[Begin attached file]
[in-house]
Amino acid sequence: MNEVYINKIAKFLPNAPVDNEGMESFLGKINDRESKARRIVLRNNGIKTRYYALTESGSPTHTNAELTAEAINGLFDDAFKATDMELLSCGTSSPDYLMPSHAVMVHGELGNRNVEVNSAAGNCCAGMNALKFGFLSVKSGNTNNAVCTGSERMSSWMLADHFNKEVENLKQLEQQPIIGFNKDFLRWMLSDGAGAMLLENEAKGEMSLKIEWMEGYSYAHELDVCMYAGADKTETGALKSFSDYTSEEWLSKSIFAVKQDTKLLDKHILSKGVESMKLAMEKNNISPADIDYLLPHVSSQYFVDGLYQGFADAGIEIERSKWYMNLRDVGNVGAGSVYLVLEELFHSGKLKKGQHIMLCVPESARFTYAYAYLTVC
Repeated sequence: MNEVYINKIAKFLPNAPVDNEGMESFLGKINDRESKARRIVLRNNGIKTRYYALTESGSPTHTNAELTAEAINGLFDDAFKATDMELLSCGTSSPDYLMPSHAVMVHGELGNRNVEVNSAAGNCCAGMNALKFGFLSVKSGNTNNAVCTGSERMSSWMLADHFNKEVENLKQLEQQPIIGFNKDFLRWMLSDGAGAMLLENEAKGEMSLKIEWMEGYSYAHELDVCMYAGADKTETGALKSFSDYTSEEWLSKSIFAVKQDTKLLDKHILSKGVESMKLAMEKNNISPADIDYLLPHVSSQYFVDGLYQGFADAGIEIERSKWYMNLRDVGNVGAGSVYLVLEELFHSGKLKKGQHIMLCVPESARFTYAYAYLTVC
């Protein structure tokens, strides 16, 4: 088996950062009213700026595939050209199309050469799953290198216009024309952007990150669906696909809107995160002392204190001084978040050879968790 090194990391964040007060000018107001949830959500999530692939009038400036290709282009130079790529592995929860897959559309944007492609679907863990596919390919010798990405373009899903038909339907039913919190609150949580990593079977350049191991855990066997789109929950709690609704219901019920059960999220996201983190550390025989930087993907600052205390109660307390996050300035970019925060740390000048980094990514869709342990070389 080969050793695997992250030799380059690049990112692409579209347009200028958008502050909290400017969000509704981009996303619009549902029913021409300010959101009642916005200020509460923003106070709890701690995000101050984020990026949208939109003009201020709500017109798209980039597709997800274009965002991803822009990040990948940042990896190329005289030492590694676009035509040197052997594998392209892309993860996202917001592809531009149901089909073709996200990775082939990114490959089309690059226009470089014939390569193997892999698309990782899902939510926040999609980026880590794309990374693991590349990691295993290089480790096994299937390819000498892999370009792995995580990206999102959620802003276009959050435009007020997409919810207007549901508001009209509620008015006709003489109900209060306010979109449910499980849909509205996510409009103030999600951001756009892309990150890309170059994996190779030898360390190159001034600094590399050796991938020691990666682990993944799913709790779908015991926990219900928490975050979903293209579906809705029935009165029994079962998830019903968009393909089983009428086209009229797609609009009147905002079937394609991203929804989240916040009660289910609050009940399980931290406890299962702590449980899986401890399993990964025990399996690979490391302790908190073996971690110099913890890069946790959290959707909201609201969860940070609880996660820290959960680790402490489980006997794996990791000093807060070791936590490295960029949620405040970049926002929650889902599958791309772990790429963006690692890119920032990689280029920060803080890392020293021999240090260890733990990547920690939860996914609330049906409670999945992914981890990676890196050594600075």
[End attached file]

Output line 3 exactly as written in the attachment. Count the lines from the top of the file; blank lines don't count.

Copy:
Repeated sequence: MNEVYINKIAKFLPNAPVDNEGMESFLGKINDRESKARRIVLRNNGIKTRYYALTESGSPTHTNAELTAEAINGLFDDAFKATDMELLSCGTSSPDYLMPSHAVMVHGELGNRNVEVNSAAGNCCAGMNALKFGFLSVKSGNTNNAVCTGSERMSSWMLADHFNKEVENLKQLEQQPIIGFNKDFLRWMLSDGAGAMLLENEAKGEMSLKIEWMEGYSYAHELDVCMYAGADKTETGALKSFSDYTSEEWLSKSIFAVKQDTKLLDKHILSKGVESMKLAMEKNNISPADIDYLLPHVSSQYFVDGLYQGFADAGIEIERSKWYMNLRDVGNVGAGSVYLVLEELFHSGKLKKGQHIMLCVPESARFTYAYAYLTVC